Bermudagrass and Seashore Paspalum Establishment from Seed Using Differing Irrigation Methods and Water Qualities
- Marco Schiavon,
- Bernd Leinauer *,
- Matteo Serena,
- Rossana Sallenave and
- Bernd Maier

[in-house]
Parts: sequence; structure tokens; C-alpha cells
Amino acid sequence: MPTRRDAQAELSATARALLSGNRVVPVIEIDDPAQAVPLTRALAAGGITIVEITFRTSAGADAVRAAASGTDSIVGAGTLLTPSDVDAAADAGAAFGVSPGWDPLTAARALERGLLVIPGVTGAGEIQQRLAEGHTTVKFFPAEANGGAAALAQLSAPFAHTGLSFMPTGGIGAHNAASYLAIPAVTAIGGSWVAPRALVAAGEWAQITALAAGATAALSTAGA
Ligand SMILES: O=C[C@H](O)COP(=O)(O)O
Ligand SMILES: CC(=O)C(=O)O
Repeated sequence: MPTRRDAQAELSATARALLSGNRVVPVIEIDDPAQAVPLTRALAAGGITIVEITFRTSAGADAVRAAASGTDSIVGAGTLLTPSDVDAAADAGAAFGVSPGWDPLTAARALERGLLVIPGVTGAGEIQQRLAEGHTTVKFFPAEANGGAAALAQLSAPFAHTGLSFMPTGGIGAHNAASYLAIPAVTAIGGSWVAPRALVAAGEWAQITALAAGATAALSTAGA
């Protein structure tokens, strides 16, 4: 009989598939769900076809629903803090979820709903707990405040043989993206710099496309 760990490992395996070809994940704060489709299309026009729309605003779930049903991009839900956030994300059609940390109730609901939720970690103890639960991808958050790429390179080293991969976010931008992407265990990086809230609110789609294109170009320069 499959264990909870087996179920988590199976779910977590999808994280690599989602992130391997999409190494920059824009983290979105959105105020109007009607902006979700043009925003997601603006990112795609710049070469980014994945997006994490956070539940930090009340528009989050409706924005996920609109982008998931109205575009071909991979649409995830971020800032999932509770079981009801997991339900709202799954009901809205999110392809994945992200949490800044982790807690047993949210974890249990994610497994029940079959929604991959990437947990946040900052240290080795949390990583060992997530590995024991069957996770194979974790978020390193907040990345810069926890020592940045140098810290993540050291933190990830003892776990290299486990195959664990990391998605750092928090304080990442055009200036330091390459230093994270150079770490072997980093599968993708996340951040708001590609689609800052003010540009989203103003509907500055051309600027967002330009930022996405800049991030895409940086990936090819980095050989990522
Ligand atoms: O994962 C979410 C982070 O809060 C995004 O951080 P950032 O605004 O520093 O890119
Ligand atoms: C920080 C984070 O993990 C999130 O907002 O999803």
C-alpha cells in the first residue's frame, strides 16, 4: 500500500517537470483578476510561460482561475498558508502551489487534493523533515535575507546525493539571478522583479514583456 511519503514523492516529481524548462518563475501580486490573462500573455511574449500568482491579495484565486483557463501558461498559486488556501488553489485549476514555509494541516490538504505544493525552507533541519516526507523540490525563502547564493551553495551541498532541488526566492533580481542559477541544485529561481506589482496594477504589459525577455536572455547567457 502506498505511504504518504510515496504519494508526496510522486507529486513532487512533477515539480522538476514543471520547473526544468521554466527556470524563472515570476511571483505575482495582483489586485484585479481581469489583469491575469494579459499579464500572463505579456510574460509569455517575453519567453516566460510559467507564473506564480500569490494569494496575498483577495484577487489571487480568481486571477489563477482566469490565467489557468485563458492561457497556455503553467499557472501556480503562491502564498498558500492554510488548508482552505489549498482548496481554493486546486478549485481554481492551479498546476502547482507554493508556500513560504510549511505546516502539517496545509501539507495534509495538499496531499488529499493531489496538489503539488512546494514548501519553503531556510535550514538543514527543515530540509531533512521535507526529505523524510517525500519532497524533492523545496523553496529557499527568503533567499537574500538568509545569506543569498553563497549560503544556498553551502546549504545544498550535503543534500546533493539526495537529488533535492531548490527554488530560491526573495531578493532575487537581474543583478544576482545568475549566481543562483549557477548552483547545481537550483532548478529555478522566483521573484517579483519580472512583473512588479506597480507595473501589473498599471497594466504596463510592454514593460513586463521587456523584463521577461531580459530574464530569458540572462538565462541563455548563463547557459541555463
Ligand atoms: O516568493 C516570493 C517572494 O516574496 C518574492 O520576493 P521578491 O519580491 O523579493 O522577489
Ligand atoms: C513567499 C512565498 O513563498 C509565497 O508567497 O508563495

Two approaches, irrigation with impaired waters, and use of subsurface drip irrigation, have been identified as strategies to reduce the use of potable water for landscape irrigation. A study was conducted at New Mexico State University in Las Cruces in 2008 and 2009 to investigate the establishment of Princess 77 bermudagrass [Cynodon dactylon (L.)] and Sea Spray seashore paspalum [Paspalum vaginatum (Sw.)] seeded in March (dormant) or June (traditional). The grasses were irrigated at 98% reference evapotranspiration with saline [electrical conductivity (EC) = 2.3 dS m−1] or potable (EC = 0.6 dS m−1) water from either a sprinkler or a subsurface-drip system. Establishment did not differ between the two grasses regardless of seeding date, irrigation type, or water quality. Generally, grasses that were seeded dormant reached 75% cover faster and exhibited greatest ground cover at the end of both growing seasons. When data were averaged over water qualities and seeding dates, sprinkler irrigation resulted in greater ground cover (90% in 2008 and 92% in 2009) than drip irrigation (58% in 2008 and 80% in 2009) at the end of both research periods. Highest EC levels at rootzone depths of 0 to 10 cm were observed in November 2009 on plots drip irrigated with saline water, averaging 4.4 dS m−1 compared to 2.3 dS m−1 on sprinkler irrigated plots. Our results indicate that when using subsurface-drip irrigation, early seeding is required to successfully establish seashore paspalum and bermudagrass from seed in one growing season.Please view the pdf by using the Full Text (PDF) link under 'View' to the left.
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